Marketers need to be polymaths: the modern-day marketing challenges

The marketing industry is having change thrust upon it, with the capabilities of data and technology upending traditional roles and career paths. For chief marketing officers (CMO) and marketing leaders, whose job it is to make sense of that rapidly changing space, the price of innovation is constant attention and readjustments.

The Drum and Domo invited a table of brand marketers gathered to discuss what keeps marketers up at night and what solutions are available: Anand Narayanun of Panasonic, Monique Aziz of Universal Music, Tom Stancliffe of Tribe, Debarshi Pandit of Sky, Sam Lloyd of Travis Perkins and Mark Johnston of Domo shared insights over coffee and breakfast on winters’ day in the cosy Merchant’s Tavern in London.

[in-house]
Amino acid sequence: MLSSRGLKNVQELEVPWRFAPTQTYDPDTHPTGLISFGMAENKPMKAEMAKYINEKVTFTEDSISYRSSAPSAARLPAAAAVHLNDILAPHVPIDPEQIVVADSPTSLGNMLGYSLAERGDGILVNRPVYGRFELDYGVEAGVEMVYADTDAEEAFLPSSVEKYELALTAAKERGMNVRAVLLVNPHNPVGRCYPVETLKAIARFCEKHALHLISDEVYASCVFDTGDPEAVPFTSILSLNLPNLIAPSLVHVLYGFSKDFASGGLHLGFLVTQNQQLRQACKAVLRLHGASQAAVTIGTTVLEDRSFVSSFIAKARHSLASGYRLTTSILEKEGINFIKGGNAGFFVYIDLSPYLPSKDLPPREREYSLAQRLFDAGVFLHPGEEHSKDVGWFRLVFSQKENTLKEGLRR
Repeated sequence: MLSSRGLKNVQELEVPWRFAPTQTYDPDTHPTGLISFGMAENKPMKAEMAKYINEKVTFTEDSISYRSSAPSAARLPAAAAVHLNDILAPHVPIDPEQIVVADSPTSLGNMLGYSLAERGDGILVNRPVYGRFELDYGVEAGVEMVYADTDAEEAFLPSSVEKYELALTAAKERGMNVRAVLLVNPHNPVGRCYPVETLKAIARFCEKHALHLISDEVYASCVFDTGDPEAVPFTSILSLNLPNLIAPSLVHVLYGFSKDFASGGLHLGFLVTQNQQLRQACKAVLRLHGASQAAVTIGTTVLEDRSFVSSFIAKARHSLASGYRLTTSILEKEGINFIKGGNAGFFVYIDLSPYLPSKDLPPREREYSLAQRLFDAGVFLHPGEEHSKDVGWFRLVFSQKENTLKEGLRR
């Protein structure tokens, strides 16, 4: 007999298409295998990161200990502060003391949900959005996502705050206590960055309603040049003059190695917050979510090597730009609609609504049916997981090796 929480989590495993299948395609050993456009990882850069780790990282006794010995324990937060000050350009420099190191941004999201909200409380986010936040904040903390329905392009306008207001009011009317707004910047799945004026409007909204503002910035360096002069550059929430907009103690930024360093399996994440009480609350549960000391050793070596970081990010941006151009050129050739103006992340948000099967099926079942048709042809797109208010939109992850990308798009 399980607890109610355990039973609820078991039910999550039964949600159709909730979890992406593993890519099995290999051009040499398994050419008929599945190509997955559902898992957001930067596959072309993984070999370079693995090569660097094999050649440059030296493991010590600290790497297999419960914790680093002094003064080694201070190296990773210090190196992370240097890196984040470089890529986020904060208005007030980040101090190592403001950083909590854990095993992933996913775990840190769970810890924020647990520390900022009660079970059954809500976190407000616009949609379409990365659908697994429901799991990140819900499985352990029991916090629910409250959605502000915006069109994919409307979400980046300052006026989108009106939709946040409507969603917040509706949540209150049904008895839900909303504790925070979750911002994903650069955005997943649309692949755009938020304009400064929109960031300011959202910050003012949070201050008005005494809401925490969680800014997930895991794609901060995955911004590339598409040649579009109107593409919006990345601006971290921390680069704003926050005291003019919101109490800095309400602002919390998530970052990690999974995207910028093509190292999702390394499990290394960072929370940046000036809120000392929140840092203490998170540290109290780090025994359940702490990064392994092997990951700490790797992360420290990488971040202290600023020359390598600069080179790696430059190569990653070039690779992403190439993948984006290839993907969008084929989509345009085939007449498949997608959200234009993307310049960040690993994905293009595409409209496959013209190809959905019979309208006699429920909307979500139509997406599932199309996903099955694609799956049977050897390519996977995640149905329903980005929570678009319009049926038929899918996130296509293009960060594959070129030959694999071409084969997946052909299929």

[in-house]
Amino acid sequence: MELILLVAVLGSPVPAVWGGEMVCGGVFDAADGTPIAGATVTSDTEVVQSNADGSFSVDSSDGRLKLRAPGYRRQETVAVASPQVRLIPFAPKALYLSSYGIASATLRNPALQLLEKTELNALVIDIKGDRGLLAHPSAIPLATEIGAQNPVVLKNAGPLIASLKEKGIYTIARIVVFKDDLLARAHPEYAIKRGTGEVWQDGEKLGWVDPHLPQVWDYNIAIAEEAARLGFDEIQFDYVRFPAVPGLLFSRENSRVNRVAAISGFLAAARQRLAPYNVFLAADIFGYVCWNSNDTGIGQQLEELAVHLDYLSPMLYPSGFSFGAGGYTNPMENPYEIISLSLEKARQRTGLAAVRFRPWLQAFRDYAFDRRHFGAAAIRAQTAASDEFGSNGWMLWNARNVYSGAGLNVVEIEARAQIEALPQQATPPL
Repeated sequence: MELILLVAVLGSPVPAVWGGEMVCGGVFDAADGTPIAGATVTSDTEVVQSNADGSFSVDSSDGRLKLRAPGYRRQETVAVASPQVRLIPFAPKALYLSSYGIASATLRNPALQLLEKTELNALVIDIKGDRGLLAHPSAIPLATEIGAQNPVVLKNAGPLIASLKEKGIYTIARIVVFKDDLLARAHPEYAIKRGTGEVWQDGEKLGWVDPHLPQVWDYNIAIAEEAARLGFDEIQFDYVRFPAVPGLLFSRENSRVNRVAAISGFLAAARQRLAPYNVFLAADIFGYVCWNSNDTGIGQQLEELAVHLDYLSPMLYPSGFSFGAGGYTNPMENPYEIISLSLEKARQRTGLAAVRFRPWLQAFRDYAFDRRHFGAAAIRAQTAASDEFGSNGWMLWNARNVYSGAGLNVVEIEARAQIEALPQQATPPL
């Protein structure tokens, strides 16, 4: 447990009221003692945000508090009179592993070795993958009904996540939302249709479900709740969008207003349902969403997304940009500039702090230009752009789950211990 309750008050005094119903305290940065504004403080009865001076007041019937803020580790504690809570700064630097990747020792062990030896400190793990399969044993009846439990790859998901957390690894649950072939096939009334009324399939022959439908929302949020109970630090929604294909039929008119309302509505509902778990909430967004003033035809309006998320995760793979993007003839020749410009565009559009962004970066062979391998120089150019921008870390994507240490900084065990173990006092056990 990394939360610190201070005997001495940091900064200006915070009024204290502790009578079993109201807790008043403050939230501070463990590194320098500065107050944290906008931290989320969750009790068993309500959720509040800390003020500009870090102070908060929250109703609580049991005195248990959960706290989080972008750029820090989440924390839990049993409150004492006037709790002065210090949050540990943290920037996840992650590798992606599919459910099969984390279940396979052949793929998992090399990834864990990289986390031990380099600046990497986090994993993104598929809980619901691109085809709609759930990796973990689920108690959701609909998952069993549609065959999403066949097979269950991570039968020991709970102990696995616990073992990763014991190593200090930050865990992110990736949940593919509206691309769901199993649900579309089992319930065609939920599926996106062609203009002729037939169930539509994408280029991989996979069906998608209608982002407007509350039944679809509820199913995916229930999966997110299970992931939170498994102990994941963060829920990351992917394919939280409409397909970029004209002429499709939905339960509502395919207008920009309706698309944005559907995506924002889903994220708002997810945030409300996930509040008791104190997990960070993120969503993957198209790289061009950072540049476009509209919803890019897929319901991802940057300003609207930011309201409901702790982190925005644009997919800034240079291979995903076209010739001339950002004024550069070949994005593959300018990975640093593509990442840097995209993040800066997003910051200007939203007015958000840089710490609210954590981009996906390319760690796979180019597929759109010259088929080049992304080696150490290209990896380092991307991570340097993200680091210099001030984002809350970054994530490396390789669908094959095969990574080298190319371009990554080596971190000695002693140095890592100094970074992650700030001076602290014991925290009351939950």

What keeps marketers up at night?

The great hope for marketing in 2018 and into 2019 is personalisation. Anand Narayanan, head of digital for Panasonic believes that modern data capture and analysis tools enable marketers to be creative around much more targeted groups:

“If you have a better understanding of who your customer is, what their motivations are, and what will they care about, you can be more creative in delivering that surprise and delight to them, as opposed to coming up with an idea that’s creative [but] for everybody. It's insight as opposed to data. As long as you have impartial insights, that is where the real value lies, in enhancing creativity.”

His advice speaks to the ongoing trend towards targeted campaigns and advertisements that focus on a subset of the total audience rather than a mass, anonymised group. Tom Stancliffe, co-founder of natural sports nutrition products Tribe, argues that for challenger brands and start-ups, “targeting with insight” can lead to more tangible results and ultimately growth around super-engaged consumers.

Data and audiences

But when customer experience is the new brand and winning requires data, and more of it, how do marketers balance data and technology as a tool for creativity in equal balance to measurement and performance?